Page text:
Unions and pressure groups have called for greater ethical responsibility from the Government Pension Fund of Norway, the world’s largest sovereign wealth investor.
The $760 billion oil fund has already strengthened its ethical stance by refusing to invest in companies such as Walmart, Boeing and Lockheed Martin. Walmart has often been criticised by workers and trade unions over human rights issues, while the latter two are involved in the production of defence aircrafts.
In addition, it cut out tobacco firms and manufacturers of bombs and nuclear weapons from its portfolio, and said it would focus on six areas of environmental, social and governance (ESG) ownership, including children’s rights and water management.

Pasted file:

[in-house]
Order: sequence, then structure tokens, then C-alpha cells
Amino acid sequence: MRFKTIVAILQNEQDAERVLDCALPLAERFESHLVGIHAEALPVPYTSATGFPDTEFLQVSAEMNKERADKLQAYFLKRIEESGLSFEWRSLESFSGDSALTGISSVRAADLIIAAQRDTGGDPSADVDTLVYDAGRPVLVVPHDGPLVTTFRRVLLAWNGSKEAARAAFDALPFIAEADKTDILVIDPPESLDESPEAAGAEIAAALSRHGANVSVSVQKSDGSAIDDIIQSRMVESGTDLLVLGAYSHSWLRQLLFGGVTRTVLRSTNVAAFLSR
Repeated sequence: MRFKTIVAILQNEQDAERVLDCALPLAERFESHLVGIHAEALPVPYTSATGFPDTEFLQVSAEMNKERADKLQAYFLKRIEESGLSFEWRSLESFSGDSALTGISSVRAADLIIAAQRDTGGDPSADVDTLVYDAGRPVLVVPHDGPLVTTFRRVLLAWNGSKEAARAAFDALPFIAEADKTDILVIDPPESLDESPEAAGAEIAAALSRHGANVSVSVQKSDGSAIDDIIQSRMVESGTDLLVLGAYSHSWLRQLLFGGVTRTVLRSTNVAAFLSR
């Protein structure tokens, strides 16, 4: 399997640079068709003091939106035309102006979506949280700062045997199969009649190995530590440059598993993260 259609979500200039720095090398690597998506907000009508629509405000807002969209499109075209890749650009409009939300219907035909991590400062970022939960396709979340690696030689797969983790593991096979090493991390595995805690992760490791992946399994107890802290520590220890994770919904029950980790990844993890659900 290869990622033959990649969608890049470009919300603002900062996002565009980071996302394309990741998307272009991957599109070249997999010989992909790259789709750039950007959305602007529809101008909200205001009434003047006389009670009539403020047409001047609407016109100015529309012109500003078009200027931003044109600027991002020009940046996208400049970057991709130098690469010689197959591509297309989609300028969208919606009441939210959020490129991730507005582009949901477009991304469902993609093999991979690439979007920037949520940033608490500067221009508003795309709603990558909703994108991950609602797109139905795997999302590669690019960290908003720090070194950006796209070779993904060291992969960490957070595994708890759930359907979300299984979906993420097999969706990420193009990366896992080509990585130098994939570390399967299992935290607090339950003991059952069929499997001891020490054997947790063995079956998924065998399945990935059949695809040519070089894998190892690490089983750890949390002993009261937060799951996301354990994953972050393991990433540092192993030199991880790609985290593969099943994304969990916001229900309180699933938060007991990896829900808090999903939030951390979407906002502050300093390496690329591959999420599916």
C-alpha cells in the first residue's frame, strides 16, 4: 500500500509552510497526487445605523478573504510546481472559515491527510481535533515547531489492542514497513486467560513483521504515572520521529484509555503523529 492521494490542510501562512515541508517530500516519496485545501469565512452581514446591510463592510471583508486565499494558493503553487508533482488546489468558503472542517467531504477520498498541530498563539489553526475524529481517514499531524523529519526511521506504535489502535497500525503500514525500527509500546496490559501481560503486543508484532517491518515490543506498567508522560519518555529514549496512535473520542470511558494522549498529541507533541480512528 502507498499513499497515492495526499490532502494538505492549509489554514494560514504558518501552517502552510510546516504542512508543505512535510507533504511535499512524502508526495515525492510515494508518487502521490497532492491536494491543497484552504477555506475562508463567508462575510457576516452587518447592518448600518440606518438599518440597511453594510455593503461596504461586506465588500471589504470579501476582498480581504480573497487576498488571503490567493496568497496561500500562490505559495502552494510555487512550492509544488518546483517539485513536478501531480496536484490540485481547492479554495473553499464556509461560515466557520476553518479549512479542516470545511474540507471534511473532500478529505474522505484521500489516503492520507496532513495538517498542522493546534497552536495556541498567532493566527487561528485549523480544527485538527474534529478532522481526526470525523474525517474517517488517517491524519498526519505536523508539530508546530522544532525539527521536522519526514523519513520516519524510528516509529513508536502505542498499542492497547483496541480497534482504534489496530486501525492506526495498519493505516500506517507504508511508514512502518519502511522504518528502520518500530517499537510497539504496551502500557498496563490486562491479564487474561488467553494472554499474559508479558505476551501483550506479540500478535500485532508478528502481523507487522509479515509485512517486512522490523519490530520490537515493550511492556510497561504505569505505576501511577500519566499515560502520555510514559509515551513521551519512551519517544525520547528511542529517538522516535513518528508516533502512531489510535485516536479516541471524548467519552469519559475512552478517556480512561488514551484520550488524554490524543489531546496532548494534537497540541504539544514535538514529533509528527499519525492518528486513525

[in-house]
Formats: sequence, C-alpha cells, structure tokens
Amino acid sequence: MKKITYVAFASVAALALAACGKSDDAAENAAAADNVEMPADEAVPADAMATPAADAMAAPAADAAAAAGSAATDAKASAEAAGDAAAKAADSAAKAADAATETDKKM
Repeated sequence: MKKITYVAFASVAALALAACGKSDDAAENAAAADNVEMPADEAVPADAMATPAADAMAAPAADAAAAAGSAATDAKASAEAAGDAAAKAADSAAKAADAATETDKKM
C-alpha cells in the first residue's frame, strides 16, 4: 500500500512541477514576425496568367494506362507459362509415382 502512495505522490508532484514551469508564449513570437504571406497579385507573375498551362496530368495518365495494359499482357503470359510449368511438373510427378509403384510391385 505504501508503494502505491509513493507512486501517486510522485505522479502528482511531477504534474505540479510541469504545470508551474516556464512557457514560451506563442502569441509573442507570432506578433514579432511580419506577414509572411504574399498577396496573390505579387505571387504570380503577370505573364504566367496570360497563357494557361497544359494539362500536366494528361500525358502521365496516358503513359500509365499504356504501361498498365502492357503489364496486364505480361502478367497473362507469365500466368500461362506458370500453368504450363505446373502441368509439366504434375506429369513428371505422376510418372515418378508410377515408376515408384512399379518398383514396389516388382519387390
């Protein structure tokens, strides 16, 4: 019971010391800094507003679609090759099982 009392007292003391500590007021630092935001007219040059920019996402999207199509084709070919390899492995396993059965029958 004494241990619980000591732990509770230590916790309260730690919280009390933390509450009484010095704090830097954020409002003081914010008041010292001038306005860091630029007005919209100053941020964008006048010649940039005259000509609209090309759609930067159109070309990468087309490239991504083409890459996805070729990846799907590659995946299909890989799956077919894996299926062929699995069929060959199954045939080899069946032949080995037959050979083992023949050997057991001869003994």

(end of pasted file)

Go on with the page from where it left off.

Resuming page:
However, critics have argued that the fund should do more, especially considering its ever-expanding size.
“I don’t think the fund has kept up to speed. You have a responsibility to be a responsible investor. Therefore, human rights need to have a bigger focus”, Philip Jennings, general secretary of UNI Global Union told the fund’s representatives at a recent conference.
The fund’s reliance on oil – much of its assets come from surplus wealth created by the Norwegian petroleum sector – has also generated criticism.
The fund came under fire in May, when the Organisation for Economic Co-operation and Development (OECD) complained about its lack of strategy to deal with violations of human rights by companies in which it invests.
The controversy revolved around the Indian mining firm Posco, whose operations were said to have displaced some 20,000 people from their homes. The fund refused to answer questions from Norway’s OECD contact point, claiming that its ethical guidelines “[did] not apply to minority shareholders”.